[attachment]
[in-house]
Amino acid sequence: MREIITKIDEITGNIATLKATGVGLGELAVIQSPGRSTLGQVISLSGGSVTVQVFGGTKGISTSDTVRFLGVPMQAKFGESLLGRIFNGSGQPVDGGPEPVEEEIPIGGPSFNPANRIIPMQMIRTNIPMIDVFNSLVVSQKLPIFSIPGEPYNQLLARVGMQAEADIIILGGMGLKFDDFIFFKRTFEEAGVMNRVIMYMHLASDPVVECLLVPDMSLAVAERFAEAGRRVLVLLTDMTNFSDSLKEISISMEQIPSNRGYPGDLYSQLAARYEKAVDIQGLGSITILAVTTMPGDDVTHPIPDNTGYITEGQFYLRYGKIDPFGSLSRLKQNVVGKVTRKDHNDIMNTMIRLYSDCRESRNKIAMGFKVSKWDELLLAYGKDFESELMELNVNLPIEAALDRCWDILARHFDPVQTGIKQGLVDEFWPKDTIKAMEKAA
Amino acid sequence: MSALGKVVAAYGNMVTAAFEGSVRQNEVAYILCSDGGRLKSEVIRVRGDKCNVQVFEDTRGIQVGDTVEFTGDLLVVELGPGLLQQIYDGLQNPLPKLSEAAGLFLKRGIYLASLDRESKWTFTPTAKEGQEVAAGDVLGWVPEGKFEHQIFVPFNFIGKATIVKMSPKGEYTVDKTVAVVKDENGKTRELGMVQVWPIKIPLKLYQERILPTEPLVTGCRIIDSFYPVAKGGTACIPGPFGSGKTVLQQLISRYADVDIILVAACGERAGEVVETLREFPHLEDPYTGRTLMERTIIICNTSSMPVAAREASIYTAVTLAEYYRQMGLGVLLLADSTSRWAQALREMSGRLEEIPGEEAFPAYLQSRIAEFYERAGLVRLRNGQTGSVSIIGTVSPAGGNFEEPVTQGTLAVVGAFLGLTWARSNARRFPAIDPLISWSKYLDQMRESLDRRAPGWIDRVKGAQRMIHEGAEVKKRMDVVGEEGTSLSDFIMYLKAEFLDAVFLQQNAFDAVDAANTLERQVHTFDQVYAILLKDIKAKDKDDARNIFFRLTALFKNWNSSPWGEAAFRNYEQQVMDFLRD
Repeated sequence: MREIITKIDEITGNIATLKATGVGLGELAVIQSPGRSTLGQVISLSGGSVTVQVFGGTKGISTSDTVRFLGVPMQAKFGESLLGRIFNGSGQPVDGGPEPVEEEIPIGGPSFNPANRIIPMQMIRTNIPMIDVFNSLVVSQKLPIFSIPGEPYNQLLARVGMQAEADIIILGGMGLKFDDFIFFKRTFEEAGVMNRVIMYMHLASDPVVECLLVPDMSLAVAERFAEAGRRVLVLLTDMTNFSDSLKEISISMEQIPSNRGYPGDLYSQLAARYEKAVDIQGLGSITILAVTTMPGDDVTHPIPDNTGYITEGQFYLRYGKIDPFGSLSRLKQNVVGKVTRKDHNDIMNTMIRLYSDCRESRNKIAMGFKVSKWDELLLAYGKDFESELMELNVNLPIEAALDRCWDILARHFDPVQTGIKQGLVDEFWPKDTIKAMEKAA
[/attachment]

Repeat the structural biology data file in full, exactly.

[in-house]
Amino acid sequence: MREIITKIDEITGNIATLKATGVGLGELAVIQSPGRSTLGQVISLSGGSVTVQVFGGTKGISTSDTVRFLGVPMQAKFGESLLGRIFNGSGQPVDGGPEPVEEEIPIGGPSFNPANRIIPMQMIRTNIPMIDVFNSLVVSQKLPIFSIPGEPYNQLLARVGMQAEADIIILGGMGLKFDDFIFFKRTFEEAGVMNRVIMYMHLASDPVVECLLVPDMSLAVAERFAEAGRRVLVLLTDMTNFSDSLKEISISMEQIPSNRGYPGDLYSQLAARYEKAVDIQGLGSITILAVTTMPGDDVTHPIPDNTGYITEGQFYLRYGKIDPFGSLSRLKQNVVGKVTRKDHNDIMNTMIRLYSDCRESRNKIAMGFKVSKWDELLLAYGKDFESELMELNVNLPIEAALDRCWDILARHFDPVQTGIKQGLVDEFWPKDTIKAMEKAA
Amino acid sequence: MSALGKVVAAYGNMVTAAFEGSVRQNEVAYILCSDGGRLKSEVIRVRGDKCNVQVFEDTRGIQVGDTVEFTGDLLVVELGPGLLQQIYDGLQNPLPKLSEAAGLFLKRGIYLASLDRESKWTFTPTAKEGQEVAAGDVLGWVPEGKFEHQIFVPFNFIGKATIVKMSPKGEYTVDKTVAVVKDENGKTRELGMVQVWPIKIPLKLYQERILPTEPLVTGCRIIDSFYPVAKGGTACIPGPFGSGKTVLQQLISRYADVDIILVAACGERAGEVVETLREFPHLEDPYTGRTLMERTIIICNTSSMPVAAREASIYTAVTLAEYYRQMGLGVLLLADSTSRWAQALREMSGRLEEIPGEEAFPAYLQSRIAEFYERAGLVRLRNGQTGSVSIIGTVSPAGGNFEEPVTQGTLAVVGAFLGLTWARSNARRFPAIDPLISWSKYLDQMRESLDRRAPGWIDRVKGAQRMIHEGAEVKKRMDVVGEEGTSLSDFIMYLKAEFLDAVFLQQNAFDAVDAANTLERQVHTFDQVYAILLKDIKAKDKDDARNIFFRLTALFKNWNSSPWGEAAFRNYEQQVMDFLRD
Repeated sequence: MREIITKIDEITGNIATLKATGVGLGELAVIQSPGRSTLGQVISLSGGSVTVQVFGGTKGISTSDTVRFLGVPMQAKFGESLLGRIFNGSGQPVDGGPEPVEEEIPIGGPSFNPANRIIPMQMIRTNIPMIDVFNSLVVSQKLPIFSIPGEPYNQLLARVGMQAEADIIILGGMGLKFDDFIFFKRTFEEAGVMNRVIMYMHLASDPVVECLLVPDMSLAVAERFAEAGRRVLVLLTDMTNFSDSLKEISISMEQIPSNRGYPGDLYSQLAARYEKAVDIQGLGSITILAVTTMPGDDVTHPIPDNTGYITEGQFYLRYGKIDPFGSLSRLKQNVVGKVTRKDHNDIMNTMIRLYSDCRESRNKIAMGFKVSKWDELLLAYGKDFESELMELNVNLPIEAALDRCWDILARHFDPVQTGIKQGLVDEFWPKDTIKAMEKAA